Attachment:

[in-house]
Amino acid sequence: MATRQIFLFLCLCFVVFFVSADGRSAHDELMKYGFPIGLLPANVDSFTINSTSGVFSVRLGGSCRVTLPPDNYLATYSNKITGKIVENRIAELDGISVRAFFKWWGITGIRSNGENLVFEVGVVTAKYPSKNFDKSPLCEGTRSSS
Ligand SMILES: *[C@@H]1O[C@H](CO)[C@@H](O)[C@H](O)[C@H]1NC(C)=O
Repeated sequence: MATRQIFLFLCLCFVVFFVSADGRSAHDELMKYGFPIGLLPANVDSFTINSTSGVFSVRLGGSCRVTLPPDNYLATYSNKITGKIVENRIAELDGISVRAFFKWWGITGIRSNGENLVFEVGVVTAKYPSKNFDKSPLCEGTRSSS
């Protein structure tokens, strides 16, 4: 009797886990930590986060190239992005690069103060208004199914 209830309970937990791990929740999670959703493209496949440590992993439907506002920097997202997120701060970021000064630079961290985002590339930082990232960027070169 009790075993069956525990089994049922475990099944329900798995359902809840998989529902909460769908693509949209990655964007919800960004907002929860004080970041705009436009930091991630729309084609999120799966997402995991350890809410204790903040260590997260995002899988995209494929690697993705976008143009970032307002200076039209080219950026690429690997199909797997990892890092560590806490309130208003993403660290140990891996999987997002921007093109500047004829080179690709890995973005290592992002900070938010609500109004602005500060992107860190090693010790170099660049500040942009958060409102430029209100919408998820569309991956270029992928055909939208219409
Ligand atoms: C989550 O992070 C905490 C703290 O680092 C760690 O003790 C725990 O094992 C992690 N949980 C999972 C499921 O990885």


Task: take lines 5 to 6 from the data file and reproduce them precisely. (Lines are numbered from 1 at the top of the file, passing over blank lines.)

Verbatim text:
């Protein structure tokens, strides 16, 4: 009797886990930590986060190239992005690069103060208004199914 209830309970937990791990929740999670959703493209496949440590992993439907506002920097997202997120701060970021000064630079961290985002590339930082990232960027070169 009790075993069956525990089994049922475990099944329900798995359902809840998989529902909460769908693509949209990655964007919800960004907002929860004080970041705009436009930091991630729309084609999120799966997402995991350890809410204790903040260590997260995002899988995209494929690697993705976008143009970032307002200076039209080219950026690429690997199909797997990892890092560590806490309130208003993403660290140990891996999987997002921007093109500047004829080179690709890995973005290592992002900070938010609500109004602005500060992107860190090693010790170099660049500040942009958060409102430029209100919408998820569309991956270029992928055909939208219409
Ligand atoms: C989550 O992070 C905490 C703290 O680092 C760690 O003790 C725990 O094992 C992690 N949980 C999972 C499921 O990885």